UASHAT MAK MANI-UTENAM, QC, July 10, 2015 /CNW Telbec/ - The saga involving Innu Takuaikan Uashat mak Mani-utenam (ITUM) and the multipurpose port in Sept-Iles is not over. The future of the port and the land situated in Pointe-Noire, Sept-Iles, depends on an agreement with the ITUM, which must give free, prior and informed consent for any development project on their lands.
"All involved parties must acknowledge that the Innus of Uashat mak Mani-utenam hold ancestral rights and title to the land. Regardless of the project or the key players, we have a say and we intend to play an active role in any development on our territory," said Mike McKenzie, chief of ITUM.
Any developer (mining or logistics company) hoping to carry out a project in Pointe-Noire, Sept-Iles, must include the Innu Uashat mak Mani-utenam, including any development related to the operations or the acquisition of assets of the Arnaud Railway Company, which are now protected by the Companies' Creditors Arrangement Act (CCAA).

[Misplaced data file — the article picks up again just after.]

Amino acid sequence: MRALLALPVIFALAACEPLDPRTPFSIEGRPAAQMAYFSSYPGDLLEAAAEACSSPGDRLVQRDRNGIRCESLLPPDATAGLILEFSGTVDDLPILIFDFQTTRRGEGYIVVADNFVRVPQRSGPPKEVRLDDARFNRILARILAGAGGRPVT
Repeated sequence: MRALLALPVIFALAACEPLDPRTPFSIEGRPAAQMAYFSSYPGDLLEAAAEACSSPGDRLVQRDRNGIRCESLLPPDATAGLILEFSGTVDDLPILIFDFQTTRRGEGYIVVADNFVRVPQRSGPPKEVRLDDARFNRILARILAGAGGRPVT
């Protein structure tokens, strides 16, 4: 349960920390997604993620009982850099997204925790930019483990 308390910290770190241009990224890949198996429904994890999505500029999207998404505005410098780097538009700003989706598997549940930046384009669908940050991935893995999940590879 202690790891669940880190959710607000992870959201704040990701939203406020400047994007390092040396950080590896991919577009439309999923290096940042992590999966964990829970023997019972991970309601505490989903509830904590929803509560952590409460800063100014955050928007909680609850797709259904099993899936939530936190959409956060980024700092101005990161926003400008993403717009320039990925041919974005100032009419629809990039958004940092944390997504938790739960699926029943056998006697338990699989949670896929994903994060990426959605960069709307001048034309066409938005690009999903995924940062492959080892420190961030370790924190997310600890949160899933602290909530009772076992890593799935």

"ITUM will no longer tolerate having a private company to independently hold interests on Aboriginal land in Pointe-Noire, which would in the end jeopardize or harm the economic and political interests of the Innu," said Chief McKenzie. "Operations in Pointe-Noire must remain public and must be aimed at facilitating the region's economic and political interests of the, including the economic interests of the Innus."
ITUM will vigorously defend and protect its Aboriginal rights, including rights signed under its Impact Benefit Agreement with Cliffs Natural Resources – Bloom Lake, should a developer seek to acquire Cliffs' assets in Pointe-Noire, which are under CCAA protection, in a way that would jeopardize the Innus' economic interests.
SOURCE Innu Takuaikan Uashat Mak Mani-Utenam (ITUM)
For further information: Jean-Alexandre D'Etcheverry, Tel : 514-843-2369, Mobile: 514-910-1328